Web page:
WHO’S IN CHARGE The name “Turner’s Seafood” has a sterling reputation, earned from selling and serving the highest quality fish for over 25 years — from Gloucester (Turner’s Seafood Market) to Melrose (Turner’s Seafood Grill & Market) to Salem (Turner’s Seafood at Lyceum Hall).
In November, the Turner family business expanded again — this time, from surf to turf. The much-anticipated Rising Eagle Publick House opened in Melrose on its historic Victorian Main Street, directly across from the popular seafood spot, the cornerstone of Melrose’s thriving restaurant scene.
Head chef Lane Copell, who hails from New Orleans, and Executive chef Yale Woodson created a menu reflecting revolutionary times — casual and hearty, locally sourced and daily fresh-cut dishes — served on gray stoneware resembling pewter.
THE LOCALE Time warps back to pre-Revolutionary New England one step inside the 150-seat Rising Eagle Publick House. It’s easy to imagine the original Boston patriots, like Paul Revere, John Adams, even George Washington bellying up to the bar or sitting by the fire, pints in hand, discussing current events.
Rustic charm exudes, from the wooden exterior door to the subtle interior lighting. An antiqued, 13-star Betsy Ross flag sets the stage, along with aged farming tools hung on the walls. A new, open concept layout allow customers space to mingle, also snag a cozy view of the crackling wood fire burning in the dining room’s centerpiece, a new, floor-to-ceiling, stone fireplace.
ON THE MENU Before you go, expect a culture change: a new style of service and an automatic 5 percent house fee added for backstaff.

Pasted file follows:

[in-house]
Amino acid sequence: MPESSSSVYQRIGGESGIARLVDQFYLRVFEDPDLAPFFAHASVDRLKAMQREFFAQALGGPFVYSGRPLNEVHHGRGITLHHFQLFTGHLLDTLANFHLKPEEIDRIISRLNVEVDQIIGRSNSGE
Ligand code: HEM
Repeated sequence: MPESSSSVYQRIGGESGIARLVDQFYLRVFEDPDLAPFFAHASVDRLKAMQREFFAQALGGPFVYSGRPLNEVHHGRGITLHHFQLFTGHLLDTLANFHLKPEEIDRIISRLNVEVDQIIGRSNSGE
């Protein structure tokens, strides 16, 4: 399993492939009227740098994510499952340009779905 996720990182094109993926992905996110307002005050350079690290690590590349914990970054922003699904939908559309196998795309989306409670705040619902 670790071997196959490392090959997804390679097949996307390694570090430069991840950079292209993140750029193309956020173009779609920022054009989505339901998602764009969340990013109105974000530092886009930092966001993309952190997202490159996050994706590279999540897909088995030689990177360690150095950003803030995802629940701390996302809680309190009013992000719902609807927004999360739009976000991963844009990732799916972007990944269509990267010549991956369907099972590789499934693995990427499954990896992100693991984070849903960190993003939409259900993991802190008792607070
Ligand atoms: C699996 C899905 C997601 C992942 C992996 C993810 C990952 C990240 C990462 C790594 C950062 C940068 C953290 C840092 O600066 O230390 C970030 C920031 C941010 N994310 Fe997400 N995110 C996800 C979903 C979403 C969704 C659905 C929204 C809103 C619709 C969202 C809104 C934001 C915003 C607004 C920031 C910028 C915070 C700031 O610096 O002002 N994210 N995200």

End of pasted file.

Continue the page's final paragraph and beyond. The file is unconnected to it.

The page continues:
Instead of reservations and assigned waitstaff, expect some independence. You seat yourself. That’s right. You walk in, peruse the menu, then place your food and drink order at the bar. There, staff make the drinks which you then take, along with a number tattooed on a wooden spoon, and find yourself a table. Once seated, waitstaff brings your pre-ordered dishes, and any additional drinks or food.
To the uninitiated, it can be confusing. But gently guided by waitstaff, you quickly adjust. Co-owner Jim Turner says that’s how it’s works in “old world” publick houses in England and Ireland. In fact, he adds, the new restaurant model is gaining popularity in California and is “the rage” in Seattle. The new restaurant model, said Jim, “allows us to provide great food and hospitality at great prices.”
Great food includes comforting, classic New England entrees, like the generous Yankee pot roast dinner ($20), thick tender chunks of beef with seared edges and Colonel Leslie’s creamy chicken pot pie ($18) with flaky crust. Naturally, there’s some seafood (clam chowder, cup $8; oven-roasted haddock, $22; warm Jonah crab dip, $12), but cross the street if fish is what you want.
Modern patriots of all ages hungry for a quick but quality nosh can find something that satisfies. We enjoyed the build-your hamburger ($12.50), a juicy, seasoned beef, a cut above being grass-fed, antibiotic-free, and added thick-cut applewood smoked bacon ($2) and cheddar cheese ($1.50).
For something fun, we tried the soft and chewy, freshly baked Bavarian pretzels ($5) served with mustard dips and the 6-minute scotch egg ($6), a pub staple, served atop arugula with tangy mustard sauce. Our senses delighted in the crunchy shell coating the soft-boiled, yolky egg, bundled in Bianco & Sons Italian sausage, breaded in panko and parmesean, then fried.
Vying for the “most popular” vote among our party were two simple dishes elevated to perfection. The braised beef grilled cheese ($12) melded tender beef (pot roast) with Cabot sharp white cheese between griddled sourdough, and a divine au jus gravy for dipping. Crunchy, dry-rubbed, slow-smoked chicken wings ($8) tried to elbow out the grilled cheese. Moist and meaty, they were served with bleu cheese creme fraiche dip. The secret? “They’re smoked on-site,” a waitress said.
Rising Eagle Publick House, 505 Main St., Melrose, 781-590-4080, www.risingeaglepublickhouse.com
Kathy Shiels Tully can be reached at firstname.lastname@example.org.